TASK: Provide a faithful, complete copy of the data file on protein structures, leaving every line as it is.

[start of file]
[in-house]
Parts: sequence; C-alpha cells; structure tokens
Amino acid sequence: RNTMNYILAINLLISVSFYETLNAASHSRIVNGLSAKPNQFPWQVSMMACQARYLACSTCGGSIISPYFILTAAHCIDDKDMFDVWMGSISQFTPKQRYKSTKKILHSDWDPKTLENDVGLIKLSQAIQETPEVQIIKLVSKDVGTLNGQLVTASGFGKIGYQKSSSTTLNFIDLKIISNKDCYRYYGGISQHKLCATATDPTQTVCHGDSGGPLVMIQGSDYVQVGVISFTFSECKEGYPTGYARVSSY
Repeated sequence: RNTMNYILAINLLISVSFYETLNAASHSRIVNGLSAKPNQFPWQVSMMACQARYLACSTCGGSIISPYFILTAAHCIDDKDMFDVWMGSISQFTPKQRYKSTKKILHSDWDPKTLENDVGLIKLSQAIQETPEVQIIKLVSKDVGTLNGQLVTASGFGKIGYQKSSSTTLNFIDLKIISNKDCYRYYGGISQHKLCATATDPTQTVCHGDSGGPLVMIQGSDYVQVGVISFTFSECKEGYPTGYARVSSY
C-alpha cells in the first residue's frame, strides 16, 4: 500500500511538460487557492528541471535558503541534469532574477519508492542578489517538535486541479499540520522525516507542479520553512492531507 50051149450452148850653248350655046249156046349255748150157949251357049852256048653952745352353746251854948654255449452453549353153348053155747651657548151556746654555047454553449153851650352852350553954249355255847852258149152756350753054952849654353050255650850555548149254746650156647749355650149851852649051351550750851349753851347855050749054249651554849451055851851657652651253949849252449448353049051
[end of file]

[in-house]
Parts: sequence; C-alpha cells; structure tokens
Amino acid sequence: RNTMNYILAINLLISVSFYETLNAASHSRIVNGLSAKPNQFPWQVSMMACQARYLACSTCGGSIISPYFILTAAHCIDDKDMFDVWMGSISQFTPKQRYKSTKKILHSDWDPKTLENDVGLIKLSQAIQETPEVQIIKLVSKDVGTLNGQLVTASGFGKIGYQKSSSTTLNFIDLKIISNKDCYRYYGGISQHKLCATATDPTQTVCHGDSGGPLVMIQGSDYVQVGVISFTFSECKEGYPTGYARVSSY
Repeated sequence: RNTMNYILAINLLISVSFYETLNAASHSRIVNGLSAKPNQFPWQVSMMACQARYLACSTCGGSIISPYFILTAAHCIDDKDMFDVWMGSISQFTPKQRYKSTKKILHSDWDPKTLENDVGLIKLSQAIQETPEVQIIKLVSKDVGTLNGQLVTASGFGKIGYQKSSSTTLNFIDLKIISNKDCYRYYGGISQHKLCATATDPTQTVCHGDSGGPLVMIQGSDYVQVGVISFTFSECKEGYPTGYARVSSY
C-alpha cells in the first residue's frame, strides 16, 4: 500500500511538460487557492528541471535558503541534469532574477519508492542578489517538535486541479499540520522525516507542479520553512492531507 50051149450452148850653248350655046249156046349255748150157949251357049852256048653952745352353746251854948654255449452453549353153348053155747651657548151556746654555047454553449153851650352852350553954249355255847852258149152756350753054952849654353050255650850555548149254746650156647749355650149851852649051351550750851349753851347855050749054249651554849451055851851657652651253949849252449448353049051